Mr Jim Wallace: I visited Peterhead prison in February, and I give proper credit to the work that is done there and to the commitment of the staff.

Indeed, I am surprised that in the long list of things that Stewart Stevenson read out he omitted to mention that Peterhead prison has been awarded beacon site status. That is welcome. It is a tribute to the efforts of the staff in the pursuit of excellence at Peterhead prison.

I take this opportunity to pay tribute to Prison Service staff in other prisons in Scotland, where there is a considerable amount of effort in circumstances that are often very difficult.

Roseanna Cunningham (Perth) (SNP): Is the Minister for Justice aware that the number of prisoners in Scotland has increased sharply in 2001? That applies particularly to women prisoners in Cornton Vale prison, which is still overcrowded, despite the reopening of Skye hall. On Friday 23 November, 250 women were in that prison. Is he also aware of the concerns about the situation, particularly the recent suicides, in Cornton Vale? Will he say when Labour will fulfil its 1998 commitment to

"limit the female population at Cornton Vale ... to 100 or less on a daily basis by the end of the year 2000"

Mr Wallace: As an eminent member of the Scottish bar, Roseanna Cunningham will know that the number of people in prisons is not entirely within the Executive's remit, given that the sheriffs who sentence them are not ministers. However, the Executive has made considerable efforts to ensure that alternatives to custody are available to sheriffs in the courts. The drug courts, which started this month, can make a contribution to that and the ministerial working group on women offenders, which has been under the chairmanship of my colleague Iain Gray over recent months, will make its final report in December.

Lord James Douglas-Hamilton (Lothians) (Con): Will the Minister for Justice say when the prison estates review, which is eagerly awaited throughout Scotland, will be published?

Mr Wallace: I had hoped that the prison estates review would be published by now. However, as Lord James Douglas-Hamilton has perhaps noticed, there has been a change of First Minister so it is only right that the proposals and the detail that goes with them should be brought to the new cabinet.

22 November 2001

(S1F-1404) Voluntary Sector

4. Cathy Peattie (Falkirk East) (Lab): To ask the First Minister how the Scottish Executive will ensure that the voluntary sector is adequately resourced. (S1F-1404)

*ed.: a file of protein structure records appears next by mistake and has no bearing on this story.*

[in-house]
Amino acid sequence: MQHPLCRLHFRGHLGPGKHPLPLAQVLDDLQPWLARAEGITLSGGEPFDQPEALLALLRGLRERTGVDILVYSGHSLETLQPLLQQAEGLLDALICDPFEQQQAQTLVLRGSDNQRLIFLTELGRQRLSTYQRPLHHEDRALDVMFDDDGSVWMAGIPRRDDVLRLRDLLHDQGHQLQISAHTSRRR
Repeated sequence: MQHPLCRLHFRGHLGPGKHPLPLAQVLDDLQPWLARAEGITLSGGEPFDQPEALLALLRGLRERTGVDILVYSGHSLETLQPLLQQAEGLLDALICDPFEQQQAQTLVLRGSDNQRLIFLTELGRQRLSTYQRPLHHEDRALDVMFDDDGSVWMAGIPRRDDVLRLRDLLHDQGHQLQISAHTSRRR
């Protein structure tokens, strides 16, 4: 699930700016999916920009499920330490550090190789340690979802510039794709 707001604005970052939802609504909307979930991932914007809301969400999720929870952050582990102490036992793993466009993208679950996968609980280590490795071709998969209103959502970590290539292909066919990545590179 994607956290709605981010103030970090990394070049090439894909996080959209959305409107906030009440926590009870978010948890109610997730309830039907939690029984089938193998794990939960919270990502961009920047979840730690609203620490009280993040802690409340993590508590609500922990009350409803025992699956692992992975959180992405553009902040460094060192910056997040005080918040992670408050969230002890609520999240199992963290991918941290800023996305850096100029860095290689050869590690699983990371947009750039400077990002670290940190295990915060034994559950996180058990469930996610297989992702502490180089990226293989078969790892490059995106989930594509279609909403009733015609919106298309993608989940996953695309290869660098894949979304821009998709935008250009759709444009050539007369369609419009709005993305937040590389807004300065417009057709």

The Deputy First Minister and Minister for Justice (Mr Jim Wallace): Scottish Executive support for the voluntary sector stands at record levels. Direct support of £39 million has been provided for 2001-02, which is an increase of 70 per cent since 1998-99. In addition, my colleague Jackie Baillie yesterday announced the distribution of £304 million of indirect support to be provided in this financial year to voluntary organisations through public bodies such as Communities Scotland, health boards and local enterprise companies. Following consultation, we are also examining with the sector how direct funding can be further improved.

The Presiding Officer: I call Christine Grahame. [Interruption.] I beg members' pardon—I call Stewart Stevenson. [Interruption.] I am sorry. Is Cathy Peattie going to ask a supplementary question?

Cathy Peattie: Yes.

The Presiding Officer: Please go ahead. That was my fault—I should have called Cathy Peattie first.

Cathy Peattie: As that money will go to agencies such as the health boards or Scottish Natural Heritage, will the acting First Minister give an assurance that it will reach the voluntary sector?

Mr Wallace: Yes. That money is clearly intended for the voluntary sector and those who are in receipt of it know that we expect that money to reach the voluntary sector.

Stewart Stevenson (Banff and Buchan) (SNP): Is the acting First Minister aware that local rural partnerships, such as the Banffshire Partnership Ltd, are experiencing difficulties in obtaining payments under the objective 2 scheme? Those difficulties have been caused in particular by the fact that the rules for making such payments were finalised only after the closing date had passed for the submission of applications. That is a real hardship in continuing retention affecting partnerships. In other words, it is c-r-a-p—crap.

Mr Wallace: I am sorry that Mr Stevenson's final comments spoiled a genuine question. However, he raised an important matter that I was not aware of. I will ensure that the matter is brought to the attention of the relevant minister and we will try to find an answer to his question.

Robert Brown (Glasgow) (LD): I draw the minister's attention to the voluntary sector's complaint about the amount of time that organisations spend chasing new funding. Does he agree that the main problem with voluntary sector funding is at local government level, given the deplorable lack of progress that local councils have made in putting in place longer-term core funding, in particular three-year funding? Is the Scottish Executive taking action to encourage or cajole local authorities to enter into longer-term arrangements with the voluntary sector?

Mr Wallace: I am well aware that much of the time and effort of people who have expertise to contribute is taken up in putting together funding packages. That is why the Executive encourages three-year funding for voluntary organisations. Indeed, as Robert Brown knows, we have given indicative funding to local authorities for a three-year period, which should, in turn, enable them to offer three-year funding to voluntary organisations.